Putting On a Good Face

While getting ready for church one morning, I found myself thinking about others would think about my appearance.  It was my week to greet visitors (and members) at the main entrance to our church building, and to help answer any questions.

Eventually, I decided that looking good enough was going to be good enough, and – in the end – no one seemed to shy away from me in horror at my appearance, nor did any kids run off screaming (at least, no more than usual!).

However, it occurred to me that morning that our external appearance isn’t the only thing we try to portray.  Some spend a lot of effort trying to show that the Christian walk is easy, blessed, and profitable.  They explain that Christians can still have fun (as if the well-known consequences of sin aren’t sufficiently “un-fun” enough), and – in the extreme – may even seem to suggest that Christians become healthy, wealthy, and sin-free immediately upon signing up.

So, I ask myself: Where is it written that Christians should artificially look or act a certain way to persuade others that being a Christian is always great?  Somehow, we’ve gotten the idea that we need to portray some slick, marketing image of Jesus so that people will follow Him.

Yes, we would love for everyone to choose the gift of God for their salvation.  However, Jesus didn’t try to sugar-coat the cost of following Him.  He didn’t suggest that we’d automatically get rich or be popular.  In fact, He said some pretty challenging things:

Now large crowds were going along with Him; and He turned and said to them, “If anyone comes to Me, and does not hate his own father and mother and wife and children and brothers and sisters, yes, and even his own life, he cannot be My disciple. Whoever does not carry his own cross and come after Me cannot be My disciple.
Luke 14:25‭-‬27 NASB

(See also Luke 14:33)  And, when Jesus presented his message, not everybody accepted it (see John 6:66-69).

Instead of trying to convince the crowds that His message would make them popular, Jesus presented Himself.  The result was that He was revered and followed by many, but He was also attacked, hated, and abandoned by others.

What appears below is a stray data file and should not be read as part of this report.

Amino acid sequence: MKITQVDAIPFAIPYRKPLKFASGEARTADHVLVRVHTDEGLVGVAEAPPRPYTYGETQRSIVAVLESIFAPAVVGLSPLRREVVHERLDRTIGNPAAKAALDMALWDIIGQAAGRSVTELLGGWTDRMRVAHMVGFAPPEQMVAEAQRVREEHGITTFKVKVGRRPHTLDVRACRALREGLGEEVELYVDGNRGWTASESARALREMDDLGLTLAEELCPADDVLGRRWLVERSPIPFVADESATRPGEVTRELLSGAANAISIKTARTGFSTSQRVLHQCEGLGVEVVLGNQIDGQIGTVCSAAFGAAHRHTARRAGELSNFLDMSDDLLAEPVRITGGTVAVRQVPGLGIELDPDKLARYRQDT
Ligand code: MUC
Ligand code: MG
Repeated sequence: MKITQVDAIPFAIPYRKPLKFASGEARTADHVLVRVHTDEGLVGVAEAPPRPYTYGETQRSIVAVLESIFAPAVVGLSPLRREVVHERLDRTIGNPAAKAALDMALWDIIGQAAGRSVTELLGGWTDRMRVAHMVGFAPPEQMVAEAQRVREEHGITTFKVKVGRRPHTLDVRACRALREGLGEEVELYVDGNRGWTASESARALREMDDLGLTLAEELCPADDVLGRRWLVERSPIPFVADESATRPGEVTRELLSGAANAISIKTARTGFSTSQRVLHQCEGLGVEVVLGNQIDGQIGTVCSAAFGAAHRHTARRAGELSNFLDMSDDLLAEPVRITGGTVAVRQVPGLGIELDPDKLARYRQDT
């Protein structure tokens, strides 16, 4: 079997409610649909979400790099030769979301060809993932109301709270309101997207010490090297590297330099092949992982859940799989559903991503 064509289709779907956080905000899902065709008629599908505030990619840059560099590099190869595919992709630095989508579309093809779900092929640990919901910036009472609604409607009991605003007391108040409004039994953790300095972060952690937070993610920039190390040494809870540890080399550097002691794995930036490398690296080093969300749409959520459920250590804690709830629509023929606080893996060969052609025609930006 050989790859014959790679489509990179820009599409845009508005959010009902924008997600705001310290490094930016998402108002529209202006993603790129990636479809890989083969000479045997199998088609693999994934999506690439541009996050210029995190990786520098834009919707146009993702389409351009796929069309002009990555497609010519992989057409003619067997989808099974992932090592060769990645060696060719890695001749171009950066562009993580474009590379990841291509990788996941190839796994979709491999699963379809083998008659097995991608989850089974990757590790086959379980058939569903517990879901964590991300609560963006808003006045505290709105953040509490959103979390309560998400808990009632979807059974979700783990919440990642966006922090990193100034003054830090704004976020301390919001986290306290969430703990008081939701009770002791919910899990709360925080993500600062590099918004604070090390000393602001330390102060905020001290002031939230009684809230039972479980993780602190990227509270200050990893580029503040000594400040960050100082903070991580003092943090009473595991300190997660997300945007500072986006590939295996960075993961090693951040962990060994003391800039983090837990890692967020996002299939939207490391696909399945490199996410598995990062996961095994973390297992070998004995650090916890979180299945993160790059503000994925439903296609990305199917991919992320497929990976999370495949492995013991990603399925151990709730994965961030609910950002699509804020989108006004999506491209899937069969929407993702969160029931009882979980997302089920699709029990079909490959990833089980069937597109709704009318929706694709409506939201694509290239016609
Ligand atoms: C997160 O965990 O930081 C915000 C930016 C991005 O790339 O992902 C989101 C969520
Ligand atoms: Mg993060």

Here’s my challenge: As Christians, I believe that we are called to follow Jesus first, and to make it clear to others what He is like.  The Person of Jesus and the message of Jesus are inextricably interrelated.

The more we personally follow Jesus, the more we will become like Him (in our will and in our actions – we never get to become God, of course), and the more attractive we will become to a lost world who is looking for something bigger and better.  When the true solution appears, the contrast (versus to the short-term escapes that our fellow human beings are offered from other sources) becomes apparent.

When we emphasize His teachings over trying to make a good impression, and when we point people to Him rather than to ourselves, there is no fakery – no façade.  Some will reject Jesus, but we cannot carry that burden ourselves, as long as we have presented Him fairly.  We pray for those in this situation, that they will change their mind, but we can’t take it personally.

yet the house of Israel will not be willing to listen to you, since they are not willing to listen to Me. Surely the whole house of Israel is stubborn and obstinate.
Ezekiel 3:7 NASB

(See also Luke 10:161 Thessalonians 4:8)

To be clear, this doesn’t mean dwelling on the negative all the time.  For instance, I believe that we are called to not complain about fellow members of the Body of Christ.  In addition, Paul made a pretty clear case of being accommodating to people around us, for the hope of their salvation:

For though I am free from all men, I have made myself a slave to all, so that I may win more. To the Jews I became as a Jew, so that I might win Jews; to those who are under the Law, as under the Law though not being myself under the Law, so that I might win those who are under the Law; to those who are without law, as without law, though not being without the law of God but under the law of Christ, so that I might win those who are without law. To the weak I became weak, that I might win the weak; I have become all things to all men, so that I may by all means save some. I do all things for the sake of the gospel, so that I may become a fellow partaker of it.
1 Corinthians 9:19‭-‬23 NASB

So, don’t get me wrong: I still think that it’s OK to put some thought into the clothes that we wear to church (although I will let you and God work out privately what that looks like for you, specifically – that’s not my call).  If nothing else, making this decision is a good chance to remember that, if you have a choice of what to wear to church, you’re financially better off than many people in the world.

However, I don’t think that “all things to all people” includes putting on a false front.  If you’re having a rough day, you can acknowledge both your challenges and your Source of strength to others.  If you’re short on money or need to borrow something, ask your neighbor for help, admitting your limitations and how you look forward to the day when life will be better for all eternity.

And, if you have to decide between not going to church when you don’t look your best, or actually getting out of the house to bless others however you can, I think that you’ll make the right choice!


See also:


Scripture quotations taken from the NASB. Copyright by The Lockman Foundation.

2 thoughts on “Putting On a Good Face”

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